The narrative of the contemporary city, as a collective experience, is inscribed in

the form of its monuments. The term monuments focuses both on buildings and on

objects which attract communal activities. However, if the metaphor of the book of

the city has any validity, then one has to consider the events which distinguish one

story from another and on which the course of a narrative turns. Such events point

out the general structure of a story or city, but have very little meaning on their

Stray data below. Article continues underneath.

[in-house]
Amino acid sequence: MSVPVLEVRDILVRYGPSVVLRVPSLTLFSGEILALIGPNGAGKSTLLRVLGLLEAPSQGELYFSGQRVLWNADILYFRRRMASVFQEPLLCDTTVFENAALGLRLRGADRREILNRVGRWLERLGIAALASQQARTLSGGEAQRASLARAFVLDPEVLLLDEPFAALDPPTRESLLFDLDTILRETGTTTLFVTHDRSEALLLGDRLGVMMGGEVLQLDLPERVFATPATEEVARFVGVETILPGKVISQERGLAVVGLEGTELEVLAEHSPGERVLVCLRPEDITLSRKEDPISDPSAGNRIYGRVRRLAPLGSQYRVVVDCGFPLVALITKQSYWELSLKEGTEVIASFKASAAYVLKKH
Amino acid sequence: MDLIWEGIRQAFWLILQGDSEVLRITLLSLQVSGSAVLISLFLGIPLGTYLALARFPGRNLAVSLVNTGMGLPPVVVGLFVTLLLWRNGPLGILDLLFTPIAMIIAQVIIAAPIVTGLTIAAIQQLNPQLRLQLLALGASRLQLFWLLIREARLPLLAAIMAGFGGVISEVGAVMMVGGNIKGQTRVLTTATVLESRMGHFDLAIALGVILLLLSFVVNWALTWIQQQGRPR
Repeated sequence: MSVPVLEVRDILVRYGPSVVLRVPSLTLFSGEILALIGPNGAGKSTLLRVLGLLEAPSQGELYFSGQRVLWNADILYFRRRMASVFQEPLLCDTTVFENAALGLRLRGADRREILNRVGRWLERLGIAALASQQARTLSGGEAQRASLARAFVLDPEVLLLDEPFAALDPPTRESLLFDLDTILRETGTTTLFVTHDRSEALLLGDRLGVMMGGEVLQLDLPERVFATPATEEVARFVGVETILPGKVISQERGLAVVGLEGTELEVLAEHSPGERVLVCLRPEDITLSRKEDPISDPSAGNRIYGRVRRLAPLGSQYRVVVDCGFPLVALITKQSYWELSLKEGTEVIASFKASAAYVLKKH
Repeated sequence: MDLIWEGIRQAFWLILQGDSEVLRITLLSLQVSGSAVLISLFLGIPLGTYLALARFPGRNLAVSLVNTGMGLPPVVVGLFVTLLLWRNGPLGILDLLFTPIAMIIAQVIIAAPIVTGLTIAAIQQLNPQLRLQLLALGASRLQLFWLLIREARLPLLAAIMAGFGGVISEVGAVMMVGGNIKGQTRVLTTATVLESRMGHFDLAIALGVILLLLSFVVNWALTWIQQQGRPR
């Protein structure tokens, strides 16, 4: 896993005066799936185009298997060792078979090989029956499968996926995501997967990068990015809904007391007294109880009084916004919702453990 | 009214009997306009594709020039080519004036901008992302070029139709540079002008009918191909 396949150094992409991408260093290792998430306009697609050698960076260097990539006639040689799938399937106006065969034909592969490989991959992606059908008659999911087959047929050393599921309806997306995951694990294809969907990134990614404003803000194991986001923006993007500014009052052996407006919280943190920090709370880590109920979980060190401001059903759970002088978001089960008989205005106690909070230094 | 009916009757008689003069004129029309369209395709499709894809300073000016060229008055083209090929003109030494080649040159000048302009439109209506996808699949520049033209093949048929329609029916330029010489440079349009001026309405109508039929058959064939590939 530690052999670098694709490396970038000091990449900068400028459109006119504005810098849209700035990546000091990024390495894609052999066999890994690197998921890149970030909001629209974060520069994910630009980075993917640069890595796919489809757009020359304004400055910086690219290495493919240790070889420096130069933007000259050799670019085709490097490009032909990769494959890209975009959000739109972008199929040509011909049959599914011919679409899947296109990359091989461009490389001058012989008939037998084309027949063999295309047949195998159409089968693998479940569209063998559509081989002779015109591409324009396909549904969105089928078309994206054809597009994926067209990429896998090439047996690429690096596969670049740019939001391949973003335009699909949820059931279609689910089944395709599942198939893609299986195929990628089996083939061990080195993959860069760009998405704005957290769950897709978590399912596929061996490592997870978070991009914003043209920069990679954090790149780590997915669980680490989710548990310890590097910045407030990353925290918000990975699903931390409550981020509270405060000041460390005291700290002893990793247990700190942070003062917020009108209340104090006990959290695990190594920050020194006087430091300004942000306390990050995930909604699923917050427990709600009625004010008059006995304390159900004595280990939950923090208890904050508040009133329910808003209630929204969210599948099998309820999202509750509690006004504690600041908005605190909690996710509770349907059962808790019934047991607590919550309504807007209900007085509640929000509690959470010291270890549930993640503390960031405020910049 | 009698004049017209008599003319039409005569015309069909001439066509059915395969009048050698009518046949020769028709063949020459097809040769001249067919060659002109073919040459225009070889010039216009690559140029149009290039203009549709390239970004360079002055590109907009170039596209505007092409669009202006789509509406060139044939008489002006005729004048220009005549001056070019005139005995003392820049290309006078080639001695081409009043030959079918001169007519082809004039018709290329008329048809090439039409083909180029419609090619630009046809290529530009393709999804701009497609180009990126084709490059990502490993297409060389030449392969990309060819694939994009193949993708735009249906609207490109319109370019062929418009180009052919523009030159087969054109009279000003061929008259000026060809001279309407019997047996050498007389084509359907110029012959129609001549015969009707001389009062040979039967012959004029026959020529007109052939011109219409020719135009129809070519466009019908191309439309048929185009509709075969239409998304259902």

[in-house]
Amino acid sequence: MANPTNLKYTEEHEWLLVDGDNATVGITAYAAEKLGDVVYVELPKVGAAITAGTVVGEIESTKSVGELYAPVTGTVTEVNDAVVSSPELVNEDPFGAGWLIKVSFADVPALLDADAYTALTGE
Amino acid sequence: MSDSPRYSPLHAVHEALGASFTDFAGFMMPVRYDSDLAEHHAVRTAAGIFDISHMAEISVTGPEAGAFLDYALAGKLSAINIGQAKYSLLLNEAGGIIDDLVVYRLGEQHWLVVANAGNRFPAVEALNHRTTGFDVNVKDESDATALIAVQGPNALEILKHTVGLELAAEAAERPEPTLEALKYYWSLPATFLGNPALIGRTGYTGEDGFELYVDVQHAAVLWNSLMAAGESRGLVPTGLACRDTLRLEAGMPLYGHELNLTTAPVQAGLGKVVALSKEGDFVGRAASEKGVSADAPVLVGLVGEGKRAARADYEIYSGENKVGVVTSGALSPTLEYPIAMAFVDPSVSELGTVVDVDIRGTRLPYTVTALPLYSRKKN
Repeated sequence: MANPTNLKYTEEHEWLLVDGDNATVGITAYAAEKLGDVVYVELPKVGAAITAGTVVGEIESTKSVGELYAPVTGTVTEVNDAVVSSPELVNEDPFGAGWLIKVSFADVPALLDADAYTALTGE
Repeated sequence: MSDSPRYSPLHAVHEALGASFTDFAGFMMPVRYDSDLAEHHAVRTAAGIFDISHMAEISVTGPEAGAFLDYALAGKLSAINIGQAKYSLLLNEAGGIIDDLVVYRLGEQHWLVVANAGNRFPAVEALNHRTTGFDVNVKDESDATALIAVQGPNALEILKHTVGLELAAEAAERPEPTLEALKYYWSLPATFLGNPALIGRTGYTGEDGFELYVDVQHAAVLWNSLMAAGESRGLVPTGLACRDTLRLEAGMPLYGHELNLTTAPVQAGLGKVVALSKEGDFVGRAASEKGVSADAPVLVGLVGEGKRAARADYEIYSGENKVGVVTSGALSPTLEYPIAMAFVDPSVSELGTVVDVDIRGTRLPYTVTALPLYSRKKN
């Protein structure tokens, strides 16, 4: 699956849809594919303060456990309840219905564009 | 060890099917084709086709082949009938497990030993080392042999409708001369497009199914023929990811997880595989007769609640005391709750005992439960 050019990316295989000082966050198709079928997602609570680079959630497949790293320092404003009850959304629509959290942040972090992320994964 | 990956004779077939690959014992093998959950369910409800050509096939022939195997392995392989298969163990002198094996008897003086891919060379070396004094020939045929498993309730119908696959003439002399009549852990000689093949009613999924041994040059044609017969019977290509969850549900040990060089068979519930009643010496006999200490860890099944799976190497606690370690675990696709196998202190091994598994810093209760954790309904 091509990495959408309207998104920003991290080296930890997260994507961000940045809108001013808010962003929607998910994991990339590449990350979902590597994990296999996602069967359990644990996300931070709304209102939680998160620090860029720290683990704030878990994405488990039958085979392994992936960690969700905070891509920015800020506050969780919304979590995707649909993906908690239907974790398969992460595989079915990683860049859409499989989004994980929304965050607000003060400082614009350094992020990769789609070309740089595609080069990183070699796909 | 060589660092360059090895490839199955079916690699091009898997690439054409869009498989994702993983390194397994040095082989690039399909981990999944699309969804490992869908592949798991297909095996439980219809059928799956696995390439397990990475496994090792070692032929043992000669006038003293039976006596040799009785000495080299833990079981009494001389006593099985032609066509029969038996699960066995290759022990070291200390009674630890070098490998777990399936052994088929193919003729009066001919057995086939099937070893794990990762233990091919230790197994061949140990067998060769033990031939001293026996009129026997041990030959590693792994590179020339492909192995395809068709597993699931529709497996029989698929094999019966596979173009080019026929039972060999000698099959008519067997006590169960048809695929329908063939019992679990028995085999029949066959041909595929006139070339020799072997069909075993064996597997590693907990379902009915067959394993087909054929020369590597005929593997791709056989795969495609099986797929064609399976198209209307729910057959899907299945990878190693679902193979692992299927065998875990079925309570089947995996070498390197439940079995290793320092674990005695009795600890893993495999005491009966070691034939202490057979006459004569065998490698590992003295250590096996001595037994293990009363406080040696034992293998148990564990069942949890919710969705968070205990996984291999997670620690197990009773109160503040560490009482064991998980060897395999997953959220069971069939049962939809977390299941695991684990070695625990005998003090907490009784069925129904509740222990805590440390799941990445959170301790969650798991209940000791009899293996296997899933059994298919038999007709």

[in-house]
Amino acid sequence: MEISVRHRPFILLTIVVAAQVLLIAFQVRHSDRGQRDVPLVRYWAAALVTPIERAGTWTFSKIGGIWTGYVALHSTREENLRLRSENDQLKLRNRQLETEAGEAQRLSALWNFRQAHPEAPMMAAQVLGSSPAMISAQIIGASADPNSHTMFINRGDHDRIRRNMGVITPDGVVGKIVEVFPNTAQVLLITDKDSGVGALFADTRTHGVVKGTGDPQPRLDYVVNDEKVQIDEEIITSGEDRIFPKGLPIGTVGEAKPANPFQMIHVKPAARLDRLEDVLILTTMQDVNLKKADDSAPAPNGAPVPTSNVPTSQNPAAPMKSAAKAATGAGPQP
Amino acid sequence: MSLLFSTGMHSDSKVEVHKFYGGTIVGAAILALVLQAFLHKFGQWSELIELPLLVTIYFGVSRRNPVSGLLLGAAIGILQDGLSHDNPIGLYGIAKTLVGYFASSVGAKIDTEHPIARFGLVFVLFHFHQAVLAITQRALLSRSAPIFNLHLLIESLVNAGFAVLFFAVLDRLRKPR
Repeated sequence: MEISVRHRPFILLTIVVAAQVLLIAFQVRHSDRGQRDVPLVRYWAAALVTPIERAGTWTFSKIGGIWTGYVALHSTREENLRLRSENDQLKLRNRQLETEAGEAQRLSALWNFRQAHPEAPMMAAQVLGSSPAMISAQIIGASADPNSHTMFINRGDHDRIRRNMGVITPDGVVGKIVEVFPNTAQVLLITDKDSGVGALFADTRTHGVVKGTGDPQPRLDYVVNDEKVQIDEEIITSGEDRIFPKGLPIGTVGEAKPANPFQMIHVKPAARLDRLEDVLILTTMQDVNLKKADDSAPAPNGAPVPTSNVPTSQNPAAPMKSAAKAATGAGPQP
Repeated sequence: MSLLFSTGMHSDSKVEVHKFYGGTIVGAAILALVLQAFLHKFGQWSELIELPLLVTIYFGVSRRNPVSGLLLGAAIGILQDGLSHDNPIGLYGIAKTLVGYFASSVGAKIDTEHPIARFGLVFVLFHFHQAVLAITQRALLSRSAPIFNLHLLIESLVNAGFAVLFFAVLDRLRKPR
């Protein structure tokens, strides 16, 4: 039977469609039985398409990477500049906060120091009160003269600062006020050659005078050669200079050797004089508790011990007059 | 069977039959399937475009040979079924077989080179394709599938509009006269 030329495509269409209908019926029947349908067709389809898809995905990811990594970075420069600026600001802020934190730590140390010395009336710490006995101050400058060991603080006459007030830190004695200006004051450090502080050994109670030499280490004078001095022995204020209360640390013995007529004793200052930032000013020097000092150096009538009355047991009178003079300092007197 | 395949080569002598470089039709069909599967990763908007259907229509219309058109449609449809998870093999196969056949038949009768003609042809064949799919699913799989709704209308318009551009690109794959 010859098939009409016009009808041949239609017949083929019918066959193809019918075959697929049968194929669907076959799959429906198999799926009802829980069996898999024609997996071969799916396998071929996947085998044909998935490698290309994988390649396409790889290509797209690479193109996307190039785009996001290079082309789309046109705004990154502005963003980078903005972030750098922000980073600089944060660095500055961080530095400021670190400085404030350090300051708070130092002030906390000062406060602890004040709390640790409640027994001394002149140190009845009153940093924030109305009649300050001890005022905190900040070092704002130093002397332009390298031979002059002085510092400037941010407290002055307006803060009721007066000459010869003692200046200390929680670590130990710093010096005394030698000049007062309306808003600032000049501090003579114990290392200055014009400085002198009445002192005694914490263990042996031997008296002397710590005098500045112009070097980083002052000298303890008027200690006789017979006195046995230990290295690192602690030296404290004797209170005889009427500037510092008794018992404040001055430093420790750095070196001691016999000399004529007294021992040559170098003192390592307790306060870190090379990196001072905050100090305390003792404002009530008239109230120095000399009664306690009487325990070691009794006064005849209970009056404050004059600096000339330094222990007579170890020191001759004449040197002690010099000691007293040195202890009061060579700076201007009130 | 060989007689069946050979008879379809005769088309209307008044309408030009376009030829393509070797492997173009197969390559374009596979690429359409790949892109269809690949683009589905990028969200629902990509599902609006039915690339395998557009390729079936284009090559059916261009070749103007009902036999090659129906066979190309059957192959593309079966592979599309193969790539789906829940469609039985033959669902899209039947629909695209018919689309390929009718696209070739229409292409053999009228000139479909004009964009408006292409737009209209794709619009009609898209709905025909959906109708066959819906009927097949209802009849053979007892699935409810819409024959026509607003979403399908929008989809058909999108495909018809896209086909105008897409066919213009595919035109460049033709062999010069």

own when removed from the context with which they have a mutually supportive

relationship. Although the objective factuality of an event or monument is its most

obvious characteristic, the subjective qualities of its interpretation are what bring it to

life. It is so in stories, and it is the same in cities.